A review of New Zealand social trends says progress has stalled in the past two years - only partly due to the recession.
The Salvation Army's fourth annual "state of the nation" report, published today, says the Government is becoming too "fixated" on reducing debts and is failing to tackle longstanding social problems.
"Our political leaders appear to have no political vision except that of being more like Australia - which if we reflect on a little, we may come to understand is no vision at all," said the director of the church's social policy and parliamentary unit, Major Campbell Roberts.
Unsurprisingly, the report finds that the recession has hit New Zealanders hard since late 2007. Numbers on the unemployment benefit almost quadrupled from 17,710 in June 2008 to 68,369 in January 2010 and were still 68,087 at the end of last month.
The building industry's collapse means that new houses have fallen behind population growth in Auckland by 8500 to 9000 houses over the past five years, including a shortfall of 3500 to 4000 houses in the year to last June.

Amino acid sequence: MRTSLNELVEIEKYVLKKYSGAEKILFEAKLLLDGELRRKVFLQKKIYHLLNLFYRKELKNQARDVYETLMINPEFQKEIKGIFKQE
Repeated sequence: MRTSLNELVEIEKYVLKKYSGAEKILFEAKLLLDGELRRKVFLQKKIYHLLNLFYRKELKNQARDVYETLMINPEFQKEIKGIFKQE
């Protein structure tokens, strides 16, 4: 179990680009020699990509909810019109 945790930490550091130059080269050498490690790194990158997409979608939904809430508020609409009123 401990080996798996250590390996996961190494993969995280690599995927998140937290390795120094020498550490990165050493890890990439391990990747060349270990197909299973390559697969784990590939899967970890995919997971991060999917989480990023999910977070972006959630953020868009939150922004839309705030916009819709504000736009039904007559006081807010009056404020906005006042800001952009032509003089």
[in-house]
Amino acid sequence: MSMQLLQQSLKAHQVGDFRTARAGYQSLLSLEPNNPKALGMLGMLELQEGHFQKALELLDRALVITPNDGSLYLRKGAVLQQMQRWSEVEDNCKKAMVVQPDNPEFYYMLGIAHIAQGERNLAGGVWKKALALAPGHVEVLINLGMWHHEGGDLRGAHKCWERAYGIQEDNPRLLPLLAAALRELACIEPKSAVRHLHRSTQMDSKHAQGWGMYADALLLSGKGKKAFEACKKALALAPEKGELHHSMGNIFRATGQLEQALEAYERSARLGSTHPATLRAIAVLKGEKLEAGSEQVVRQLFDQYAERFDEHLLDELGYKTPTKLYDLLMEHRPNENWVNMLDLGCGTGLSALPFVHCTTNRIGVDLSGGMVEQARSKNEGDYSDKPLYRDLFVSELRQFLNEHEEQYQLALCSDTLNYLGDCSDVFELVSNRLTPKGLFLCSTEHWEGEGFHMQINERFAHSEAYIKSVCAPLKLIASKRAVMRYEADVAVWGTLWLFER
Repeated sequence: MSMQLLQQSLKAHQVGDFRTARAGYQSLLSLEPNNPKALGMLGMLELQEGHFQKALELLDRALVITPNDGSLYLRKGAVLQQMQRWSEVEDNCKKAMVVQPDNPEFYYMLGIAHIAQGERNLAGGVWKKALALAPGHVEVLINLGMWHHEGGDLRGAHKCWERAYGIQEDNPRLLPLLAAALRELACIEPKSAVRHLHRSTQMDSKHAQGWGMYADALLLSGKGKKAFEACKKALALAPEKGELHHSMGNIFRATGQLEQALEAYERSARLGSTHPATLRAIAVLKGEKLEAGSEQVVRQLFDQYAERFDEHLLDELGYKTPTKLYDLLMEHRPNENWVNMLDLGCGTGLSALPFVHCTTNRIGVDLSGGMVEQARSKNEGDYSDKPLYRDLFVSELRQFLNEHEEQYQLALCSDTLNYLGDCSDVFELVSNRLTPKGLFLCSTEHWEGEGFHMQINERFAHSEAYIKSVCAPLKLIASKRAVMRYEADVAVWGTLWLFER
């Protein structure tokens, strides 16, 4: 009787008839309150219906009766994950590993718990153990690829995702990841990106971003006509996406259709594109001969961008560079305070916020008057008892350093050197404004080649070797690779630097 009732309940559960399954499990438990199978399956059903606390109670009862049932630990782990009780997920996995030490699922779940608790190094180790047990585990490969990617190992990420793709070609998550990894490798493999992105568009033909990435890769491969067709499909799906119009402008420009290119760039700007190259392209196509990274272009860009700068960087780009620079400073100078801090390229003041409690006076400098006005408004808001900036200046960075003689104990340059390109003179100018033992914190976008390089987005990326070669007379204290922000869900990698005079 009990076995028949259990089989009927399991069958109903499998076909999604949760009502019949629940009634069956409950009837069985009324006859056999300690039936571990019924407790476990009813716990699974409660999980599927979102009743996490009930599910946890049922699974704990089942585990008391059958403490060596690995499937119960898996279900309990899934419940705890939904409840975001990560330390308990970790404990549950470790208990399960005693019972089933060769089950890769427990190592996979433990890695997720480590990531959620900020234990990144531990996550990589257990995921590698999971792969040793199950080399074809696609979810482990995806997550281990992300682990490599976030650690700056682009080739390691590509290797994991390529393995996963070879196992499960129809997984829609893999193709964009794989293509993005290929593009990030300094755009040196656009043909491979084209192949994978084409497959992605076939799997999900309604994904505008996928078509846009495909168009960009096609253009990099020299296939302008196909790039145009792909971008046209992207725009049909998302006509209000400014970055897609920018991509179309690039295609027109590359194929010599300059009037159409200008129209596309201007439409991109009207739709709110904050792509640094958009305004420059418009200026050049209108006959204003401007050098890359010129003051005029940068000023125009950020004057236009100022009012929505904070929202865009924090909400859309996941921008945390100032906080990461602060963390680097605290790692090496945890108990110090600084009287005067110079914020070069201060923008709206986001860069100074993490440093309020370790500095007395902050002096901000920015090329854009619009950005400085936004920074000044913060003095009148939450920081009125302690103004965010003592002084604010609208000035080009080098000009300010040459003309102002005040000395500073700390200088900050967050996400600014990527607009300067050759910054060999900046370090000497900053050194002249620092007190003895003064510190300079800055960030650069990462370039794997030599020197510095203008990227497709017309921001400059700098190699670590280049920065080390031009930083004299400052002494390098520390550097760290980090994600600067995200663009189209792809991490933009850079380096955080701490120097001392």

Ironically, the recession has also made housing more affordable if you can get it. Salvation Army analyst Alan Johnson said it took 7.7 years of the average wage to buy a median-priced house at the end of 2007 and only 6.9 years by the end of last year.
Median rents for a two-bedroom house jumped by $10 a week in the last three months of last year, with much steeper increases in the richer parts of Auckland such as Remuera and the North Shore.
But rents are still more affordable than in December 2007, when it took 18 hours of work in a service sector job to pay the median two-bedroom rent of $271 a week. It took only 16.8 hours to pay the median rent last September and still only 17.3 hours last December.
Mr Johnson said such low rents were unlikely to last and he was not surprised by this week's reports of long queues for Auckland rental properties.
"There is a deficit of about 4000 houses in the last year so what you are seeing now with the squeeze in the rental market is inevitable," he said.
The report says preschool education and childcare enrolments rose from 61.5 per cent of all non-Maori preschoolers in 2005 to 66.9 per cent last year, but fell for Maori from 44.4 per cent of Maori preschoolers to 42.9 per cent.
Early Childhood Council chief executive Peter Reynolds said poorer families generally were less likely than richer families to use the Labour Government's "20 hours free" subsidy for 3- and 4-year-olds because they could not afford to pay even subsidised fees and transport costs.
The report also finds that real wages have stalled.